Utilizing vocalizations to gain insight into the affective states of non-human mammals

Publication Type:
Journal Article
Year of Publication:
Whitham,Jessica C., Miller,Lance J.
Frontiers in Veterinary Science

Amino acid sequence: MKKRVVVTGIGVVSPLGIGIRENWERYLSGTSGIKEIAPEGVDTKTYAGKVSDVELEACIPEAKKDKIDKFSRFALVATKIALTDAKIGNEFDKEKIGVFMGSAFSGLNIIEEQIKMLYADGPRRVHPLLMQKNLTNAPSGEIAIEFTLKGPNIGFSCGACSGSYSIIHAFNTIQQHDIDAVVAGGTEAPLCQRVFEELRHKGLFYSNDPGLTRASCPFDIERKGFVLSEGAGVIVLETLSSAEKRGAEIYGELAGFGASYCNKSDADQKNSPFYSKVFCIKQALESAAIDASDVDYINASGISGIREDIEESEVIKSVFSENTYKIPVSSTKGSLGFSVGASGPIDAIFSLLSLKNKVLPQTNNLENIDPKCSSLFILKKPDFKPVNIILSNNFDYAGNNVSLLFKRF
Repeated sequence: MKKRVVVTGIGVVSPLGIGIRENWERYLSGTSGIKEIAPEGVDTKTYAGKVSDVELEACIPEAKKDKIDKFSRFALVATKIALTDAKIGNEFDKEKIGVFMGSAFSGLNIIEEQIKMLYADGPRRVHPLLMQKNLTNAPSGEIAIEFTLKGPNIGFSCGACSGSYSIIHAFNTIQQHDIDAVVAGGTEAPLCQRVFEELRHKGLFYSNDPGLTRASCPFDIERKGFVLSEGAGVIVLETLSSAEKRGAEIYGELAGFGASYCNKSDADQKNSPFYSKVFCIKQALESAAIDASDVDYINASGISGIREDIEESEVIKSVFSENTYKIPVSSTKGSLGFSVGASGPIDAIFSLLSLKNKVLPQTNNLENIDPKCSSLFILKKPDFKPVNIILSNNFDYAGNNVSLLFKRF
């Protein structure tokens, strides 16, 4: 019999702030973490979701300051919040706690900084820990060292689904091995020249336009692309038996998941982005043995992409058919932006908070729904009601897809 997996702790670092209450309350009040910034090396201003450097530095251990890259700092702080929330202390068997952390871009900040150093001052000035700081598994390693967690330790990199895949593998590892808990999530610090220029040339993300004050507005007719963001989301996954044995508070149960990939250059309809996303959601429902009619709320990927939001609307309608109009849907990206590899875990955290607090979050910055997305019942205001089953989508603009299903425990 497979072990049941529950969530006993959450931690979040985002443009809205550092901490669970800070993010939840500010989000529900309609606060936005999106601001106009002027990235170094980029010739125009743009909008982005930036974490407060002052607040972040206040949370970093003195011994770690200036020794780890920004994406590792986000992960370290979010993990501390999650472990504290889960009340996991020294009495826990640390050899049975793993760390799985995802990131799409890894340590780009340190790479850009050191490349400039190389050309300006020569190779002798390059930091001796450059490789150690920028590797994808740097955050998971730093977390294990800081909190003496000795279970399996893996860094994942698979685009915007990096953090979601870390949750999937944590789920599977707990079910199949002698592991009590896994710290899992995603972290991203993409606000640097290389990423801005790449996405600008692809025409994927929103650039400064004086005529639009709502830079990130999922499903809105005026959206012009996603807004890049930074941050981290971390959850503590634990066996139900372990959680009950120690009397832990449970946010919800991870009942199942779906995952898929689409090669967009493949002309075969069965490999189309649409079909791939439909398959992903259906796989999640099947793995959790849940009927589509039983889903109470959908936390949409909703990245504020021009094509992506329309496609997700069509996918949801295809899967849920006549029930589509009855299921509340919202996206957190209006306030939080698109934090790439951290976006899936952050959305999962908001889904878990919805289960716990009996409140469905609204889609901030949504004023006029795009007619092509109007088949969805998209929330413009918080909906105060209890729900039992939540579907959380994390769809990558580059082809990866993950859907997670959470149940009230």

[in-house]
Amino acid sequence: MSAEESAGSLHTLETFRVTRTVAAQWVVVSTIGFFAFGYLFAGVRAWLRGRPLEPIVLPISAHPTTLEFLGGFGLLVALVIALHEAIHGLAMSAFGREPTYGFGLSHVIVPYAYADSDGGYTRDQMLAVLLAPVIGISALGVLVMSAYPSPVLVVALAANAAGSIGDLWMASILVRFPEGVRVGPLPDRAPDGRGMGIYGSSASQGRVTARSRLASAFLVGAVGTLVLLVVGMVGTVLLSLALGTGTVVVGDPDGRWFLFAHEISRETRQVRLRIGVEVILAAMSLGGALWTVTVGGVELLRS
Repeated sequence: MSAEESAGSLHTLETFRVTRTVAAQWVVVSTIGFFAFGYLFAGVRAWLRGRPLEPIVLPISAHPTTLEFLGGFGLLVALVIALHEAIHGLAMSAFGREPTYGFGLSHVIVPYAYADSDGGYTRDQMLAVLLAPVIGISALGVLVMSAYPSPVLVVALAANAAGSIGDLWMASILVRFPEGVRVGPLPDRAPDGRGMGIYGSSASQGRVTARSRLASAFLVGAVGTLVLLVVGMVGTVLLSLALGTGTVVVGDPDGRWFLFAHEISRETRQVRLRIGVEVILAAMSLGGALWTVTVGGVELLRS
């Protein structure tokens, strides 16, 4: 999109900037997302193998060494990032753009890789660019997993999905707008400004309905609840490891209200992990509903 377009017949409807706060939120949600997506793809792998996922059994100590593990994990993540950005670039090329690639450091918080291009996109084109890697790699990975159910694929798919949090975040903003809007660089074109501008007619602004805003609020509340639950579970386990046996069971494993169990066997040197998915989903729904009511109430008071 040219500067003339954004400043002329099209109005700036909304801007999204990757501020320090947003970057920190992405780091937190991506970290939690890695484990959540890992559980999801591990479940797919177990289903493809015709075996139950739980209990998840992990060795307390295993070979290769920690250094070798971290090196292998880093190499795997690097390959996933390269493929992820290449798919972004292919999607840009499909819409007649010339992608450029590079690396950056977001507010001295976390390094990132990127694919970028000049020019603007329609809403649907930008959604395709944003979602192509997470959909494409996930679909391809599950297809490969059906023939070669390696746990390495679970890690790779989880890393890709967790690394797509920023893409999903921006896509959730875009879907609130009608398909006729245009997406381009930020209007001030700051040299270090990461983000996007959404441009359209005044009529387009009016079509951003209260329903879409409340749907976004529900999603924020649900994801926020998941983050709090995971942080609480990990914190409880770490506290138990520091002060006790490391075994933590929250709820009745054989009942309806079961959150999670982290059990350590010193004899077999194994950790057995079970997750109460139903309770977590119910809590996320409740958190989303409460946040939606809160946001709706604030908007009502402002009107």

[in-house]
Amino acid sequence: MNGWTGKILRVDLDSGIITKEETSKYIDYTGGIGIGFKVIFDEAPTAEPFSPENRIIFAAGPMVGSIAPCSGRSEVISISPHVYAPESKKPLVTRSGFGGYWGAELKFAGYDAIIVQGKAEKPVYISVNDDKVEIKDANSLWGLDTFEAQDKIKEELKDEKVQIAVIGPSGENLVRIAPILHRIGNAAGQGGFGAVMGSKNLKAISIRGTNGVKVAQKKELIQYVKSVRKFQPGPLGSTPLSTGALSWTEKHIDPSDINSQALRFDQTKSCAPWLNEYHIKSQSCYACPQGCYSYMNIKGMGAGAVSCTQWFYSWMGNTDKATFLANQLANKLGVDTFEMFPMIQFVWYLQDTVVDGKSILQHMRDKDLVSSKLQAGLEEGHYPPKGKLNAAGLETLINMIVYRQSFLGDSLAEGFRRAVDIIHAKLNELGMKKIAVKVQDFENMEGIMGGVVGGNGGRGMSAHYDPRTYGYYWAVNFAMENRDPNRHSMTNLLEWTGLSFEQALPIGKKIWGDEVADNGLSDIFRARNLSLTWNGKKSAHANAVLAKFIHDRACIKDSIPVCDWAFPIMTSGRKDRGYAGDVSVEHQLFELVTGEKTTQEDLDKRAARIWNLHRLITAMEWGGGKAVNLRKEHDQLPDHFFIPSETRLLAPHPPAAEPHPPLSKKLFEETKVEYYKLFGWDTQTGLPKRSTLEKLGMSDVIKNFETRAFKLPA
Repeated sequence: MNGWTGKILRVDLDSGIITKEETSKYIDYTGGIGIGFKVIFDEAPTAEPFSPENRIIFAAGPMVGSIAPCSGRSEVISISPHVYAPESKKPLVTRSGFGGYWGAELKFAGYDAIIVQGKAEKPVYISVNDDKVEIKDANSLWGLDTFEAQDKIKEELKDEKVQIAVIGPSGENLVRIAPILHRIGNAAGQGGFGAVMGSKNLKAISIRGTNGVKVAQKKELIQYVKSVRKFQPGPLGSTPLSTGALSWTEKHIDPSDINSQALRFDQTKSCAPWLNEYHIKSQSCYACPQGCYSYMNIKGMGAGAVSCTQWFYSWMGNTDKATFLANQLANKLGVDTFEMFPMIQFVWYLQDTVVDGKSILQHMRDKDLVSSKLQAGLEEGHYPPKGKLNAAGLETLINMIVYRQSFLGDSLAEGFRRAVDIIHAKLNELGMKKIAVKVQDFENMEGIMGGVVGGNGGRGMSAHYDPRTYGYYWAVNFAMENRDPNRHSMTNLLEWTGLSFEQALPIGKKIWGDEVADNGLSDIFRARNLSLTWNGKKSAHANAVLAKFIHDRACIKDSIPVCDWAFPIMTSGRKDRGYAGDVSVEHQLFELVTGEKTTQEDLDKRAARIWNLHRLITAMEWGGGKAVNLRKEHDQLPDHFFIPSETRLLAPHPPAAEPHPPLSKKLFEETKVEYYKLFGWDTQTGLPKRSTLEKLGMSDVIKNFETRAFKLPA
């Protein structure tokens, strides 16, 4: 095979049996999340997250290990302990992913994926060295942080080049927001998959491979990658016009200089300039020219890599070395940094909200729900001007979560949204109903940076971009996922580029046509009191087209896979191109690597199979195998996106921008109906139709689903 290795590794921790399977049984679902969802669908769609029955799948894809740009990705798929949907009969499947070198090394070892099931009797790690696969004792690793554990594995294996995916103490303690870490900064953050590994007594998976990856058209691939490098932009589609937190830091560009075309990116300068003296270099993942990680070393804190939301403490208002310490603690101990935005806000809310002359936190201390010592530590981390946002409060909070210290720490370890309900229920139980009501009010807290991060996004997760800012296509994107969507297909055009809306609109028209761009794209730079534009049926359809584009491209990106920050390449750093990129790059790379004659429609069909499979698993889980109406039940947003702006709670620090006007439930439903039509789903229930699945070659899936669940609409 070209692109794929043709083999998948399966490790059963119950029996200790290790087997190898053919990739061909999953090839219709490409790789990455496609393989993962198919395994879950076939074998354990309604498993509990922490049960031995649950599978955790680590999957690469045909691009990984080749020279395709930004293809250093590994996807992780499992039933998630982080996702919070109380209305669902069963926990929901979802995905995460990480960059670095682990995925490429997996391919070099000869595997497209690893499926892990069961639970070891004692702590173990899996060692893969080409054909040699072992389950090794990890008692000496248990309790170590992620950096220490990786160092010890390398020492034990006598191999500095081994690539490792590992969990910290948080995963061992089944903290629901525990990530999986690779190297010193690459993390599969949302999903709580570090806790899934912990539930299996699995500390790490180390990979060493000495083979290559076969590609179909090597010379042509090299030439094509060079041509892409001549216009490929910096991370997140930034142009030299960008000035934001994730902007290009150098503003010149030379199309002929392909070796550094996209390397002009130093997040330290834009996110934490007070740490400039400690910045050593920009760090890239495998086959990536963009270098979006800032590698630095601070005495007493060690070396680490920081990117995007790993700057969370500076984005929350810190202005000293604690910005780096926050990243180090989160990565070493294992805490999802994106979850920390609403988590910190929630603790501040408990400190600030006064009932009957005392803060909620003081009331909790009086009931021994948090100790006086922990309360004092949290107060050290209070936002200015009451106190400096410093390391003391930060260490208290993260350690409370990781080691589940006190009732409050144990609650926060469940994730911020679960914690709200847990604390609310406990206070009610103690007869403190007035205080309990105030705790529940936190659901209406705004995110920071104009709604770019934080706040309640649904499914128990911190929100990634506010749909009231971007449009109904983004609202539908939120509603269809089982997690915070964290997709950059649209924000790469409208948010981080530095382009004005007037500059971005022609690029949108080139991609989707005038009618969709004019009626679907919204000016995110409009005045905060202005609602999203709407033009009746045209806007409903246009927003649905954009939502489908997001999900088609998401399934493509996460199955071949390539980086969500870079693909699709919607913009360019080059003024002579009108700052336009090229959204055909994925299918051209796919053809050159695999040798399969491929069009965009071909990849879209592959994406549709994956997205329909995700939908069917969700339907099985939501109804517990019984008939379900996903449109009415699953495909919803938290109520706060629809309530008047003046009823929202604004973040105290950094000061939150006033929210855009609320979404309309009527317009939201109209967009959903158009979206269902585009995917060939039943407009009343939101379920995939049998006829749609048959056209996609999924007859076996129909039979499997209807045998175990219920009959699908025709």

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This review discusses how welfare scientists can examine vocalizations to gain insight into the affective states of individual animals. In recent years, researchers working in professionally managed settings have recognized the value of monitoring the types, rates, and acoustic structures of calls, which may reflect various aspects of welfare. Fortunately, recent technological advances in the field of bioacoustics allow for vocal activity to be recorded with microphones, hydrophones, and animal-attached devices (e.g., collars), as well as automated call recognition. We consider how vocal behavior can be used as an indicator of affective state, with particular interest in the valence of emotions. While most studies have investigated vocal activity produced in negative contexts (e.g., experiencing pain, social isolation, environmental disturbances), we highlight vocalizations that express positive affective states. For instance, some species produce vocalizations while foraging, playing, engaging in grooming, or interacting affiliatively with conspecifics. This review provides an overview of the evidence that exists for the construct validity of vocal indicators of affective state in non-human mammals. Furthermore, we discuss non-invasive methods that can be utilized to investigate vocal behavior, as well as potential limitations to this line of research. In the future, welfare scientists should attempt to identify reliable, valid species-specific calls that reflect emotional valence, which may be possible by adopting a dimensional approach. The dimensional approach considers both arousal and valence by comparing vocalizations emitted in negative and positive contexts. Ultimately, acoustic activity can be tracked continuously to detect shifts in welfare status or to evaluate the impact of animal transfers, introductions, and changes to the husbandry routine or environment. We encourage welfare scientists to expand their welfare monitoring toolkits by combining vocal activity with other behavioral measures and physiological biomarkers.


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